Menzogna e sortilegio, 1948 (House of Liars, 1951)
L’isola di Arturo, 1957 (Arturo’s Island, 1959)
La Storia, 1974 (History: A Novel, 1977)
Aracoeli, 1982 (English translation, 1984)
Il gioco segreto, 1941
Lo scialle andaluso, 1963
Racconti dimenticati, 2002
Il mondo salvato dai ragazzini, 1968
Children’s/Young Adult Literature:
La bellisseme avventure di Cateri dalla tecciolina, 1942
La straordinarie avventure di Caterina, 1959
Born in Rome, Elsa Morante (mohr-AHN-tay) left her parents’ home at the age of eighteen. Within a few years she married the Italian novelist Alberto Moravia, who was eleven years her senior. Moravia, outspokenly antifascist, was forced during the Nazi occupation in 1943 to leave Rome. He and Morante fled to the Italian countryside, where they lived reclusively among the local peasants, who protected their identities. This experience made an indelible impression upon Morante and directly influenced her writing.
Morante began work on her first novel, House of Liars, during this time of exile. Upon its publication in 1948 it was hailed as a significant first work of fiction. The Italian title–which is more accurately translated as “lies and charms”–captures the essence of the novel. The story is set in southern Italy just before the beginning of the twentieth century and narrated by twenty-five-year-old Elisa, the daughter of the book’s main protagonist, Anna. After the successive deaths of Anna, Elisa’s father, Francesco, and the prostitute who was in love with him and cared for Elisa after his death, Elisa attempts to reconstruct her family’s history, beginning with the life of her grandmother, Cesira. A recurrent theme in the book is the alienation of children from their parents. Another theme, also one with personal associations for Morante, is the love of women for older men who are surrogate fathers.
In House of Liars, as in much of her work, Morante compares life as it is with life as it should be. Indeed, a central concern in her work and her life is the juxtaposition of illusion and reality. She achieves her artistic ends by dealing meticulously with small details and by building her characters so that each seems central to the narrative. By juxtaposing her late nineteenth century setting with central figures who are incongruous within that setting, Morante achieves effects that approximate those of the Surrealists in the visual arts.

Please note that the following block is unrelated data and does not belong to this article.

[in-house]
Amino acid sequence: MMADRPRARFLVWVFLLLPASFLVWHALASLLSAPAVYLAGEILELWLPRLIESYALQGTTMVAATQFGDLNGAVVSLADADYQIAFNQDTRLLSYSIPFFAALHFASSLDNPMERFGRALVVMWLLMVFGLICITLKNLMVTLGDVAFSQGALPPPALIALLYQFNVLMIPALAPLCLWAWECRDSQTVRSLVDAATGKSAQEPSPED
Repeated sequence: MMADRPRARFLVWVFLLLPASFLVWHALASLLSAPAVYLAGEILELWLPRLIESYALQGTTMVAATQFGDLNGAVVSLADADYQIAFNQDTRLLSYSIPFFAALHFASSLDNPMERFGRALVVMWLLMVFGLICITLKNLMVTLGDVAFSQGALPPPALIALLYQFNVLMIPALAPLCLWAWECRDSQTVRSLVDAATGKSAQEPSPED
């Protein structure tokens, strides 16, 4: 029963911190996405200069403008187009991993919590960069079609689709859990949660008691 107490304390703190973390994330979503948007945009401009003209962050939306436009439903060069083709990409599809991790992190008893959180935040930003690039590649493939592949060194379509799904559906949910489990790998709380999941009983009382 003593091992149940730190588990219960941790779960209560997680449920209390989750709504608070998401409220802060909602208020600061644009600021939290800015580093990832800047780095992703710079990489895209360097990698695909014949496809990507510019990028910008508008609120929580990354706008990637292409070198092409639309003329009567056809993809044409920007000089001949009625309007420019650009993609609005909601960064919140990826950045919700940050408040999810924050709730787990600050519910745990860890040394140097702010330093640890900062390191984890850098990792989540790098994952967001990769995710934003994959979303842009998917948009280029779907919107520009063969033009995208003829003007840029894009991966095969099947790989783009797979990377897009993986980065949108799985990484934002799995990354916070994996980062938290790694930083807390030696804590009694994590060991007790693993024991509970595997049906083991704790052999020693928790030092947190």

In the character of Rosaria, the lover of Elisa’s father, there are correspondences to the protagonist of Moravia’s The Woman of Rome (1947), which suggests that Moravia and Morante were writing from shared experiences. Similarly, Moravia’s Two Adolescents (1944) raises questions that Morante explores in her Arturo’s Island. Just as Elisa experiences separation from those she loves, the adolescent Arturo in Arturo’s Island suffers separation from his parents–from a mother who dies at his birth and from a father who places his own pleasures before parental responsibilities. When Wilhelm, the father, returns unexpectedly from Naples with Nunziata, a bride two years older than Arturo, the son experiences fully the trauma of parental rejection. Arturo must thereupon deal with the conflicting feelings that Nunziata has stolen his father from him, that she has replaced his mother, and that, ironically, being so close to his age, she is a needed friend in his fragmented existence.
In this work, as in her last novel, Aracoeli, Morante demonstrates her understanding of what separation by death means to a young person. To Morante, death reflects the loss she felt when she broke with her family.
In 1963 Morante’s marriage to Moravia ended in divorce. Five years later Morante began writing History: A Novel. This most ambitious and longest novel, which required six years of concentrated effort, is the story of a half-Jewish school teacher, Ida, who is raped by a Nazi soldier and, in 1941, having nowhere else to turn, arrives in Rome with her older son, Nino, who is committed to the Fascists, and with the child conceived during the rape, Useppe (short for Giuseppe). The novel encompasses the war years–depicting the air raids, food shortages, poverty, uncertainty, deportations to concentration camps, and deaths and disappearances–as well as the war’s aftermath. Following the publication of this novel, her physical and mental health deteriorated. Her condition went undiagnosed until 1983, when, after an attempt to commit suicide, it was determined that she suffered from hydrocephalus, which causes high levels of cerebrospinal fluid to accumulate in the cranium.
In her last novel, Aracoeli, the forty-three-year-old protagonist is still struggling with the loss of his mother thirty-seven years earlier. Perhaps in an oblique reference to her own experience with a cerebral disease, which had been the cause of her erratic behavior, Morante has the character die of a brain tumor. Morante herself died of a heart attack in 1985, one year after the English translation of Aracoeli was published.